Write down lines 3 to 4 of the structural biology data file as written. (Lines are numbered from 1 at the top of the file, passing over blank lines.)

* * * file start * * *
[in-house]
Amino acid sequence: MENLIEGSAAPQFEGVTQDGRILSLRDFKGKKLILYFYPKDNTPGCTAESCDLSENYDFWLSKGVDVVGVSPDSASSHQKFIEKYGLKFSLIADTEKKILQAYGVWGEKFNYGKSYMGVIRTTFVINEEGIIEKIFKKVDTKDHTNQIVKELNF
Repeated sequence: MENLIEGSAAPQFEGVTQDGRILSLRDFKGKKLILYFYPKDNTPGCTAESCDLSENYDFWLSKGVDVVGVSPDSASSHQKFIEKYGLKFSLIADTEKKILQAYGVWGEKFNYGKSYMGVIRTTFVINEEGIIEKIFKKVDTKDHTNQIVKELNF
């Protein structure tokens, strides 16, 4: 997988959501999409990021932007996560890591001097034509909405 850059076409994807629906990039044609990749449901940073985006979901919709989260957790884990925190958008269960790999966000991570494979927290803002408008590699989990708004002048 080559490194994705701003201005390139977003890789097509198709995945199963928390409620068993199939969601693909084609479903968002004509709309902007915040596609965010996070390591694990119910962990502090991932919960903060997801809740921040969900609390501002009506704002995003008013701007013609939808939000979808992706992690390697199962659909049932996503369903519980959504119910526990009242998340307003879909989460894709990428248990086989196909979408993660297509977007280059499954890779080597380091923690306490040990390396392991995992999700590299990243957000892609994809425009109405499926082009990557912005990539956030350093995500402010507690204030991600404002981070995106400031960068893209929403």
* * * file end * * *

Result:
Repeated sequence: MENLIEGSAAPQFEGVTQDGRILSLRDFKGKKLILYFYPKDNTPGCTAESCDLSENYDFWLSKGVDVVGVSPDSASSHQKFIEKYGLKFSLIADTEKKILQAYGVWGEKFNYGKSYMGVIRTTFVINEEGIIEKIFKKVDTKDHTNQIVKELNF
């Protein structure tokens, strides 16, 4: 997988959501999409990021932007996560890591001097034509909405 850059076409994807629906990039044609990749449901940073985006979901919709989260957790884990925190958008269960790999966000991570494979927290803002408008590699989990708004002048 080559490194994705701003201005390139977003890789097509198709995945199963928390409620068993199939969601693909084609479903968002004509709309902007915040596609965010996070390591694990119910962990502090991932919960903060997801809740921040969900609390501002009506704002995003008013701007013609939808939000979808992706992690390697199962659909049932996503369903519980959504119910526990009242998340307003879909989460894709990428248990086989196909979408993660297509977007280059499954890779080597380091923690306490040990390396392991995992999700590299990243957000892609994809425009109405499926082009990557912005990539956030350093995500402010507690204030991600404002981070995106400031960068893209929403």